Armistice and Remembrance Day 2010. Version Français

The exchange of delegates for Armistice Day and Remembrance Sunday is now well established. This year the Armistice Day visit to Longpré came before the Remembrance Day service in Eastry.

Remembrance Sunday always falls on the second Sunday in November.

Future dates are:-

13 November 2011

11 November 2012

10 November 2013

The trip to France is always on the 11th November.

The usual early start saw ten slightly sleepy members of the Twinning Association gather at 5am to travel in two cars to Longpré. We were glad we'd booked Eurotunnel as the weather was very wild and windy. The crossing and drive to Longpré went well but I'd missed a text message from Jean-Marc inviting us all for breakfast at his house and so failed to turn up, he had coffee and croissants to last him a week!

This year also saw 4 members of The Royal British Legion join us in Longpré, they had travelled over the day before and stayed in Abbeville to avoid the early start, they met us outside the town hall and we all met up on time. It was a cold, wet, windy day so the offer of coffee from Paulette and René in the hotel de ville was gratefully received. The ceremonies started with the visit to the British cemetery one kilometre from the centre of the village, where wreaths were laid and this year we had managed to secure the service of John Griffiths to play the Last Post and Reveille, a poignant addition to the ceremony. Maurice Corey, René Cailleux and Graham Lane placed wreaths on behalf of the RBL, Longpré and Eastry Twinning respectively.

We reconvened at the town hall before the church service and then visited the two memorials in the village, wreaths were laid and speeches made and John was asked to play the Last Post at the first of the memorials, the fallen of the First World War. The wind was so strong at this point that the standard bearers were having to brace themselves to avoid being blown away!

The procession made its way to the Monument to the memory of 5th and 6th June 1940 where further wreaths were placed. Finally, fighting the wind and rain we made our way back to the hotel de ville for a reception of drinks and snacks, and a chance to warm up and dry off a bit.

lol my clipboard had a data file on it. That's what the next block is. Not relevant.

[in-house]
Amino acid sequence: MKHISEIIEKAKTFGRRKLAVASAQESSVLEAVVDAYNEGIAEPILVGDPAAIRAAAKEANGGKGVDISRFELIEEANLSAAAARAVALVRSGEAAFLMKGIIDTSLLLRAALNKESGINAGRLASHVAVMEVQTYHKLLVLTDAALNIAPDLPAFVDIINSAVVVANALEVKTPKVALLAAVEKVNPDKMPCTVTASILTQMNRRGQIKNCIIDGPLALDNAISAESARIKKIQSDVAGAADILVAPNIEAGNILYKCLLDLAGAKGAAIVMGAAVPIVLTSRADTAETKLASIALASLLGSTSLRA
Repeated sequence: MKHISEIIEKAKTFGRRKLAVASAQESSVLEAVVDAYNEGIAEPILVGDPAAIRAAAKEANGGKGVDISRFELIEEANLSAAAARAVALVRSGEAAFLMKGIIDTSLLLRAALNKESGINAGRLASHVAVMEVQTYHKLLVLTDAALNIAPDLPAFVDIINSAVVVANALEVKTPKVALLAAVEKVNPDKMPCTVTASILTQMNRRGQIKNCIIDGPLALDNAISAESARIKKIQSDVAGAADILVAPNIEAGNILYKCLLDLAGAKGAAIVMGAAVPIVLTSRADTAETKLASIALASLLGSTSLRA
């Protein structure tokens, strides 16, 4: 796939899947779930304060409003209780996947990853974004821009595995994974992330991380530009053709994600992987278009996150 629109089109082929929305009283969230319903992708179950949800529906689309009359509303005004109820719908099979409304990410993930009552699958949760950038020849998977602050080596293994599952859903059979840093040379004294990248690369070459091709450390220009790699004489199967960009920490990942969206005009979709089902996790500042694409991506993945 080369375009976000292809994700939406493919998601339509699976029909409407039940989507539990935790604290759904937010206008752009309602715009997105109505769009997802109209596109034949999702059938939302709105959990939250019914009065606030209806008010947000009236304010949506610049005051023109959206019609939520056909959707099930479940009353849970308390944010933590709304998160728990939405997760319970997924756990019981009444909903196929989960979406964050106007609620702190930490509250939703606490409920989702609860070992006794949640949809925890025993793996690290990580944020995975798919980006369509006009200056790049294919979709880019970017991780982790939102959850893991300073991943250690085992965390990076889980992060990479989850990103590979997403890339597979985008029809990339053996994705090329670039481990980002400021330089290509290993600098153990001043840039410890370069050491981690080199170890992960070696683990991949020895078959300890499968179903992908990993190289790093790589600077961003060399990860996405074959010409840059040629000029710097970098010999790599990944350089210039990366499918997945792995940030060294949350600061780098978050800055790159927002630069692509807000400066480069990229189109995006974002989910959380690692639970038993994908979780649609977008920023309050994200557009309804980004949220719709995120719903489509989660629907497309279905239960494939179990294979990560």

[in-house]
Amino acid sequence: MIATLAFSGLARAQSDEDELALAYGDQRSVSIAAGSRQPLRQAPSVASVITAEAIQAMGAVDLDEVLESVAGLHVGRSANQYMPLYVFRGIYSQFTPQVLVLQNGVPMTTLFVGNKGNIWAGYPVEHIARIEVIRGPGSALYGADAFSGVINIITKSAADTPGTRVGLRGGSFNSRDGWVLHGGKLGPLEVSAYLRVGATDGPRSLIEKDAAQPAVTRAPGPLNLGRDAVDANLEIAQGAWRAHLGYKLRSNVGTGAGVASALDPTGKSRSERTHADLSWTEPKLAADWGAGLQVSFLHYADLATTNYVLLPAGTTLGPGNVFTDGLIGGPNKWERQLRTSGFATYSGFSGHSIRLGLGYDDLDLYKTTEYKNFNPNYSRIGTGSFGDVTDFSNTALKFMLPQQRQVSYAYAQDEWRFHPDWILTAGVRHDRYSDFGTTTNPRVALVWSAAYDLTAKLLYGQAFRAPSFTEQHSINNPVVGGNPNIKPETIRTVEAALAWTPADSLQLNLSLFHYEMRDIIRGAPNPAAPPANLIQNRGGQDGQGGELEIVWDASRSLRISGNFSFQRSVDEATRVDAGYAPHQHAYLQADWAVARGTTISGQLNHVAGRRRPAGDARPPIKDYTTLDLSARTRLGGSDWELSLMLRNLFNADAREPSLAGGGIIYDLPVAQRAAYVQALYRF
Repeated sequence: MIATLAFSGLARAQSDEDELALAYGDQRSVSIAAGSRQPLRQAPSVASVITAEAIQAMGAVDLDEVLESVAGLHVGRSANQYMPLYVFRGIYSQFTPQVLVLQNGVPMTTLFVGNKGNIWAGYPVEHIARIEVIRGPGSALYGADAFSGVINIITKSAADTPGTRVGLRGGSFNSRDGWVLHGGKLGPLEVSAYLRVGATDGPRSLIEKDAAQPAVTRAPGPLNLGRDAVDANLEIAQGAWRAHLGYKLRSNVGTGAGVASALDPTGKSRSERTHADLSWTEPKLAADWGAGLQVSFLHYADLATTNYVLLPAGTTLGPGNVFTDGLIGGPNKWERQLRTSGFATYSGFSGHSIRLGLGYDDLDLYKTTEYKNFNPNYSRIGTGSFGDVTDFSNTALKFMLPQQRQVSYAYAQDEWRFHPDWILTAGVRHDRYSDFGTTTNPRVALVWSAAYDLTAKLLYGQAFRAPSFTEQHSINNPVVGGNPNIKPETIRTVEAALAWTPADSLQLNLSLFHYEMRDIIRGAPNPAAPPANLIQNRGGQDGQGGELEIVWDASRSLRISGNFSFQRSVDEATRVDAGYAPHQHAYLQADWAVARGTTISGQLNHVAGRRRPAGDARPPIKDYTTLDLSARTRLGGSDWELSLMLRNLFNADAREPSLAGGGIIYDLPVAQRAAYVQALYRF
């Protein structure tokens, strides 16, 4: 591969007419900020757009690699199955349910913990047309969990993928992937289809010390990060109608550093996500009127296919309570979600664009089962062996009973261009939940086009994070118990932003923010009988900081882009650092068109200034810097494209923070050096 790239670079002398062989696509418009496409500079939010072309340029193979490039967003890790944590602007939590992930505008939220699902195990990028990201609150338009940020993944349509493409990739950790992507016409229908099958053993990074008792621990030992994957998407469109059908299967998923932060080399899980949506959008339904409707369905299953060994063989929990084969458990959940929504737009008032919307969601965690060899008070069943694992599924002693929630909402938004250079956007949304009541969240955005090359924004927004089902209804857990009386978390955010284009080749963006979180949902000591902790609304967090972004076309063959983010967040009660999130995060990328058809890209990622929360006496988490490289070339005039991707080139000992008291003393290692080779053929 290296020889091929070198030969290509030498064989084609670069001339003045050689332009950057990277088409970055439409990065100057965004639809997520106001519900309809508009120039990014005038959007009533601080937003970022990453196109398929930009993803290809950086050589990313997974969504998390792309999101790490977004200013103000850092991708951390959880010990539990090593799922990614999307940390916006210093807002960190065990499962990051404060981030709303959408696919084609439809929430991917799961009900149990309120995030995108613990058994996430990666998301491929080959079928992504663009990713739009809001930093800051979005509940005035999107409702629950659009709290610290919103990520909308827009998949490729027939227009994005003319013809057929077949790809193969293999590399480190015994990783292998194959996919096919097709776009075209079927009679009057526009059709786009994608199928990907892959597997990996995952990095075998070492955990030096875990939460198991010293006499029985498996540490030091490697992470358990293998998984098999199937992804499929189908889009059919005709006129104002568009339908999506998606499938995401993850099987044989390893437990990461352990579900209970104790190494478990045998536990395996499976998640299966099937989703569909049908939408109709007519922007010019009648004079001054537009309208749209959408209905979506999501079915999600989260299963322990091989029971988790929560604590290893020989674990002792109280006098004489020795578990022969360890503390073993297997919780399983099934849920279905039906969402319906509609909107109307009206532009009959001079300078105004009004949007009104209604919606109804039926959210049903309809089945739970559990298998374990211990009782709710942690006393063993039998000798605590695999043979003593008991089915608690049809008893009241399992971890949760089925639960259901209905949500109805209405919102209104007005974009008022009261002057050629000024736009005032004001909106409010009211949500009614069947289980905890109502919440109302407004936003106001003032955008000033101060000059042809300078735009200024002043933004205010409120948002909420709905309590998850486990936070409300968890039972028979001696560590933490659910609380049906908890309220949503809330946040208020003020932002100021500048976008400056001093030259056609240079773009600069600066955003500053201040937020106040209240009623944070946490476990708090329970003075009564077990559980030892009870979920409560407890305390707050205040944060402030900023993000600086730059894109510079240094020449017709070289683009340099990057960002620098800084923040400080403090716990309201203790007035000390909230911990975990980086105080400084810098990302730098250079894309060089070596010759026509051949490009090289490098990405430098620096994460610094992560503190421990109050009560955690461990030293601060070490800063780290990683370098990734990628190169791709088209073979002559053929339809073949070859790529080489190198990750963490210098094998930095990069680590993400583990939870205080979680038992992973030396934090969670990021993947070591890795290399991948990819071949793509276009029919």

From the town hall we made our way to Le Restaurant du Canard in the nearby village of Hengest

The restaurant was very nearly full by the time we arrived, it is the venue used by four of the local villages and I estimated that there must be well over 100 people there, quite a task to serve this many with a six course meal as well as aperitifs, wine, and then liqueur and coffee.

As with previous years a very accomplished accordionist played for us (there is something very French about the sound of an accordion!) which got people dancing on the very first tune. All too soon the afternoon finished and we had to depart, but we had, yet again, been made to feel very welcome and been very well entertained. On Sunday it would be our turn to host and we hoped it would go as well.                                                                   Restaurant du Canard taken in summer


The standard bearers fight the wind to lower the flags.

Sunday 14th November

Although the wind of Thursday had abated it was still a grey and miserable morning to welcome the  party of 9 from Longpré. We convened at a little after 10:30. but due to some building work at the main entrance to the church, the normal parade did not take place. The whole congregation gathered around the recently cleaned war memorial and under the guidance of Tex Rickard the various village groups and organisations were invited forward to place their wreaths, René Cailleux the mayor of Longpré placed their tribute. Once the names of the fallen had been read aloud and the 2 minutes silence observed we entered the church in single file through the small southern door for the service.

On leaving the church the weather had deteriorated further so everyone made a quick dash for the 5 Bells where we had reserved 25 places for a traditional Sunday carvery. The landlady Mary had kindly provided a selection of 'nibbles' for us while we ordered drinks and placed our orders for food. The meal was enjoyed and appreciated by everyone and we would like to thank Mary and her staff for the effort they had put in to make the lunch a success.

Thanks to a suggestion by Marion and supported by the kind offer of their home as a venue by Christine and Robert, it was agreed that when we had finished our main course at the pub we would adjourn to their house for desert, mulled cider, wine, port, and a cheese board. The deserts were made by members of the Eastry Twinning committee so thanks to everyone who contributed the seven different deserts on offer.

The time passed much too quickly and Jean Marc had to gather his group together to leave in time for the ferry.  We waved them goodbye and then reconvened for one last helping of desert, a glass of port and a chat about how the day had gone, everyone agreed that it had gone well. Thanks to everyone who helped make it a success.

The visitors from Longpré were:- Jean Marc VERMOEREN, René and Paulette CAILLEUX, Yvelaine and Jean-Marie SUROVIEK, Claudette and Michel SRODESKI, Annie and Michel BONNEVAL (the standard bearer).


At the British cemetery